Alphonse - the complete illustrations
Watercolours by John Ward, and text by his son George, edited by CS Lewis, finally published by Chatto and Windus in 1972. Specially bound with proof reproductions, the catalogue of the exhibition at the Maas Gallery and photographs of the installation, with a newspaper clipping, in two volumes in brown calf, housed in a slip case.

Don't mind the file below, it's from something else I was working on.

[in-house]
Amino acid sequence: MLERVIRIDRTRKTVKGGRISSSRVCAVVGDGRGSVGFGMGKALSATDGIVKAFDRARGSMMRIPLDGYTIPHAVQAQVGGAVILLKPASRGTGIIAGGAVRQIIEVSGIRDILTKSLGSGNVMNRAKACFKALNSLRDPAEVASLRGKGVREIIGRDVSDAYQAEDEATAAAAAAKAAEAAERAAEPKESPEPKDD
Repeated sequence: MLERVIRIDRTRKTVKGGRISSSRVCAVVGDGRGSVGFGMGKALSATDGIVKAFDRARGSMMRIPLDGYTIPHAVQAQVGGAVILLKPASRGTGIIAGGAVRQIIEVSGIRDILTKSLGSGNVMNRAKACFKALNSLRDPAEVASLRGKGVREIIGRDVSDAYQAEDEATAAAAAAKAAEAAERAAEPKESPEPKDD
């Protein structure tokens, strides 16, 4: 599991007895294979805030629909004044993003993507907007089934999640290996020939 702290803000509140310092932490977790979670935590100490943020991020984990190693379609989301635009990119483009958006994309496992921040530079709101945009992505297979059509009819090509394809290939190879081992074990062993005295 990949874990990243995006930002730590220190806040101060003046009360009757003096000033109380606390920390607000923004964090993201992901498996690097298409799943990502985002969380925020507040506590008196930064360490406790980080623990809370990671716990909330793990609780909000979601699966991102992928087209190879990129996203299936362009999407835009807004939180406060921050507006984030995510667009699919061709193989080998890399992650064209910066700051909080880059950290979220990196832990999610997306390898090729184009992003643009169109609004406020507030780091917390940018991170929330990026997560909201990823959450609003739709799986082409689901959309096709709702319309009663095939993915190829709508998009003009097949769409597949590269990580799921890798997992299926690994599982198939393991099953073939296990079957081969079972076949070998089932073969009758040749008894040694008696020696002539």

In his Who's Who entry John Ward listed 'book illustration' as his recreation. This project was taken over after two pages by his young son George whilst he was suspended from school. The principal character, Alphonse, is a travelling magician who has a mysterious black box given to his great grandfather by the Emperor of Siam. His magic tricks pull crowds from every corner of the village, and the plot deals with the capture of a pair of burglars. There are similarities between Alphonse's wife, Sarah, and John's wife Alison, and between Jack and George's brother, also called Jack. It also amused John to include the names of his friends in or above shop windows in one of the village scenes. While working on the illustrations, John Ward saw Blake's drawings to the Poems by Mr. Gray which were an important rediscovery in the early 1970s. George remembered his father returning home from an exhibition at the Tate Gallery and tearing up the illustrations he had prepared for the book, only to begin again from scratch, and it is Blake's use of colour which exerted the strongest influence over the illustrations to Alphonse. His book illustrations had previously been in soft and muted tones, if they were coloured at all. The Alphonse illustrations have a richness and luminosity inspired by Blake which does much to enhance the soft, gentle charm of the text. John would probably have done the entire book in colour, but in the '70s colour printing costs were prohibitively high, and each alternate page therefore has an illustration which is in sepia tone. His favoured technique was to cut up portions of the text and arrange them on a blank page; he then drew the scene around the text. Sometimes he added his own lettering, and more often than not he allowed the colour or theillustration to spill slightly across the text, so that hardly an area on the page was left blank. By this stage he knew the publishers at Chatto and Windus very well and they gave him almost complete free reign to do as he pleased. There was very little promotion behind the book, but despite that it was well received. The Times Literary Supplement of November 1972 spoke of 'a pleasant and romantic picture of the small Herefordshire village in which the story is set'.